Attorney General Merrick Garland declined to comment directly on Carlson's report during a Tuesday press conference at Justice Department headquarters, but said the facts about the Capitol riot are well-established.
"Over 100 officers were assaulted on that day, five officers died. We have charged more than 1,000 people with their crimes on that day and more than 500 have already been convicted," the attorney general added. "I think it's very clear what happened on Jan. 6."
McCarthy's decision to share the footage with Carlson has already roiled some of the ongoing prosecutions of Jan. 6 defendants, several of whom have demanded delays in their criminal proceedings to review the voluminous materials. An attorney for a member of the Proud Boys, currently on trial for alleged seditious conspiracy on Jan. 6, said he intends to move for a mistrial as a result of the new footage.
A McCarthy spokesperson did not immediately return a request for comment.
On his Monday night show, Carlson focused particularly on video of Capitol Police officers calmly accompanying Jacob Chansley — known as the "QAnon Shaman" for the garb and mannerisms he adopted on the day of the attack — through the halls.
Carlson inaccurately stated on-air that Chansley's entrance to the Capitol remained mysterious, omitting footage showing Chansley inside the Senate chamber scrawling a menacing note to then-Vice President Mike Pence, who had declined then-President Trump's calls for Pence to single-handedly overturn the election results. Chansley pleaded guilty in September 2021 to obstructing Congress' proceedings and was sentenced to 41 months in prison.
Manger, in his note to officers, emphasized that Carlson never reached out for context about the officers' actions.
"One false allegation is that our officers helped the rioters and acted as 'tour guides.' This is outrageous and false," Manger wrote. "The Department stands by the officers in the video that was shown last night. I don't have to remind you how outnumbered our officers were on January 6. Those officers did their best to use de-escalation tactics to try to talk to rioters into getting each other to leave the building."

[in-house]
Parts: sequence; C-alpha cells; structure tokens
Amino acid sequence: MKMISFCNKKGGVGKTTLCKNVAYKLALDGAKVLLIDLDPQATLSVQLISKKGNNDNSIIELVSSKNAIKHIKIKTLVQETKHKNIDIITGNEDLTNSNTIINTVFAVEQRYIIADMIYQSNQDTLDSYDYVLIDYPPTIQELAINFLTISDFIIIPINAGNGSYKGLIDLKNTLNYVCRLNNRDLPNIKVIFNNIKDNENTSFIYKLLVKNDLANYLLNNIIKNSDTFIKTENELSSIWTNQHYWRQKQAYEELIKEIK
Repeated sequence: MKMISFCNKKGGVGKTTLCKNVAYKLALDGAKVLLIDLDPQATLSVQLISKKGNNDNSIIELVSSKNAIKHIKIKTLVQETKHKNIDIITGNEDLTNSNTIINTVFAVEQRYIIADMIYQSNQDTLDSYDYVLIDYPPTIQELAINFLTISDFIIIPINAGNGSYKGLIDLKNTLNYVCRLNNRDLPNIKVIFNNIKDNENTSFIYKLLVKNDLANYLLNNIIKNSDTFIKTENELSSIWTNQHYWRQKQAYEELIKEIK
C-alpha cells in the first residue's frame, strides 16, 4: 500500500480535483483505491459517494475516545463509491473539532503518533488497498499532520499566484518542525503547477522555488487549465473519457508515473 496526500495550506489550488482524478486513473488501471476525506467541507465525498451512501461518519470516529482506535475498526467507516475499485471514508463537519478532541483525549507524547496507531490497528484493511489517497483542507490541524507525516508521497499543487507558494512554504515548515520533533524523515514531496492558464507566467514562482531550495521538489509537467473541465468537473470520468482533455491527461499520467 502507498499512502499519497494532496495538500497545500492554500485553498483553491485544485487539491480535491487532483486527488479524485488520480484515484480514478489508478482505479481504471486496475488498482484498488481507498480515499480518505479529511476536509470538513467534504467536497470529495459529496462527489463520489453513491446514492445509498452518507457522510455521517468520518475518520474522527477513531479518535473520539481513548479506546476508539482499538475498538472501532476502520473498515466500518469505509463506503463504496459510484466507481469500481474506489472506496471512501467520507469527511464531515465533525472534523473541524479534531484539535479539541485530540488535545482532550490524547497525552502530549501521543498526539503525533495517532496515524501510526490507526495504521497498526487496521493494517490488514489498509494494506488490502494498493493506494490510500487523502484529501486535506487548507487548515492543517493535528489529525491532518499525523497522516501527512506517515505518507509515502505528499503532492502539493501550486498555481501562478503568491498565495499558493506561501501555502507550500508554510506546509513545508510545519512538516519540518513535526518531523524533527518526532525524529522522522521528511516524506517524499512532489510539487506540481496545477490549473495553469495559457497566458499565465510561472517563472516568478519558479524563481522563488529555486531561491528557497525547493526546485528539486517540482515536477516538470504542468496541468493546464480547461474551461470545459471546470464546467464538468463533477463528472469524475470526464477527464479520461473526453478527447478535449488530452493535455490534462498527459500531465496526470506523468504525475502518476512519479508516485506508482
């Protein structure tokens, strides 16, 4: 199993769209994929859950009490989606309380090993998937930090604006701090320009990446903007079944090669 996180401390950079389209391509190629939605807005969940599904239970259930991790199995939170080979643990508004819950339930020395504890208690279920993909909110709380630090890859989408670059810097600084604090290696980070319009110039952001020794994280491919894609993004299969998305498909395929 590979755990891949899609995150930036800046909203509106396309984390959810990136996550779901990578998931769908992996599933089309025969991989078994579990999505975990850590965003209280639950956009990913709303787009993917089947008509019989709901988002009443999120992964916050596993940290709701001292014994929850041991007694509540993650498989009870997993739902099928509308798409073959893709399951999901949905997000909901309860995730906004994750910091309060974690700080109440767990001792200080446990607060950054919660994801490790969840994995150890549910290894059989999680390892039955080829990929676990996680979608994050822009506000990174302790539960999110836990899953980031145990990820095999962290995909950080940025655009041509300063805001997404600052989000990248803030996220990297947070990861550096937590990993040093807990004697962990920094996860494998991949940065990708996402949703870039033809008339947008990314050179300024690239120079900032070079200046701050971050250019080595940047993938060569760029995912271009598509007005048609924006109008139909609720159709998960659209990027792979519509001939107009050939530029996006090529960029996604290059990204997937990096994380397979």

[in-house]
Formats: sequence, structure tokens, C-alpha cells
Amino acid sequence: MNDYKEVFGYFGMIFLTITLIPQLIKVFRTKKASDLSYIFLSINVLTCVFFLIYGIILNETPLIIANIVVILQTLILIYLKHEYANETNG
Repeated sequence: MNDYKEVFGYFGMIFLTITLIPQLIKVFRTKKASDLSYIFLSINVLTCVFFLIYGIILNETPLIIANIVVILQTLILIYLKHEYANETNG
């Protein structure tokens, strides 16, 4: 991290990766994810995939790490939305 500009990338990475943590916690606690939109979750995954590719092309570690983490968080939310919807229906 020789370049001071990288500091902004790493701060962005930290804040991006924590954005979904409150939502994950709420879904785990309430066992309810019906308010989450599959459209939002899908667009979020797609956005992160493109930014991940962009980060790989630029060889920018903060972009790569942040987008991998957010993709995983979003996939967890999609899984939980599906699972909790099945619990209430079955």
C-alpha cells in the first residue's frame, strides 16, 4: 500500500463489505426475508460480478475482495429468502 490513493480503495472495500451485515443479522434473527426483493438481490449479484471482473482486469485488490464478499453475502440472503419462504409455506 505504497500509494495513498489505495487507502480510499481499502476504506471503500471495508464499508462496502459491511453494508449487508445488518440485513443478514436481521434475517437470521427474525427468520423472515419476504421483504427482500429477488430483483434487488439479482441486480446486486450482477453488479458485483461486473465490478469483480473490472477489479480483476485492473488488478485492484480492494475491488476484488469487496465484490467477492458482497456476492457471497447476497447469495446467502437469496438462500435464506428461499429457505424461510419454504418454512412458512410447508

Manger also took particular issue with what he said was a "disturbing" suggestion by Carlson that the late Capitol Police officer Brian Sicknick — who died of strokes on Jan. 7, 2021 — did not die because of anything that occurred the day before. Sicknick had been involved in some intense clashes with rioters and was assaulted with chemical spray in the early afternoon of the siege.
A medical examiner later concluded that Sicknick died of natural causes but suggested the stress caused by the riot could have been a contributor.
"The Department maintains, as anyone with common sense would, that had Officer Sicknick not fought valiantly for hours on the day he was violently assaulted, Officer Sicknick would not have died the next day," Manger wrote.
Daniella Diaz, Nancy Vu, Josh Gerstein and Marianne LeVine contributed to this report.
The protest was mostly peaceful....except for the handful of rowdies out of a crowd of thousands.
Over a thousand have been charged. So much for MOSTLY peaceful.
LOL, Republican senators are saying something quite different and they were actually there when it happened and millions watched it on TV.
Perhaps believing the liars at Fox isn't a good thing.
Senate Minority Leader Mitch McConnell said that he sided with Capitol Police Chief Manger’s account of events, not Tucker Carlson's.
Right. I'm sure that's how the soldiers behind the frontline thought of it when they were storming castles...
"Well see here, ninety percent of our army didn't break down your castle wall and gate, that was the front line. We just charged in after the gates were broken so we were 'mostly peaceful'."...
I take it you also feel that the only people who should be held responsible for looting during riots are those who actually broke through the windows and doors of the stores and shops, those who 'peacefully' walked in after the doors and windows were smashed shouldn't be charged, right?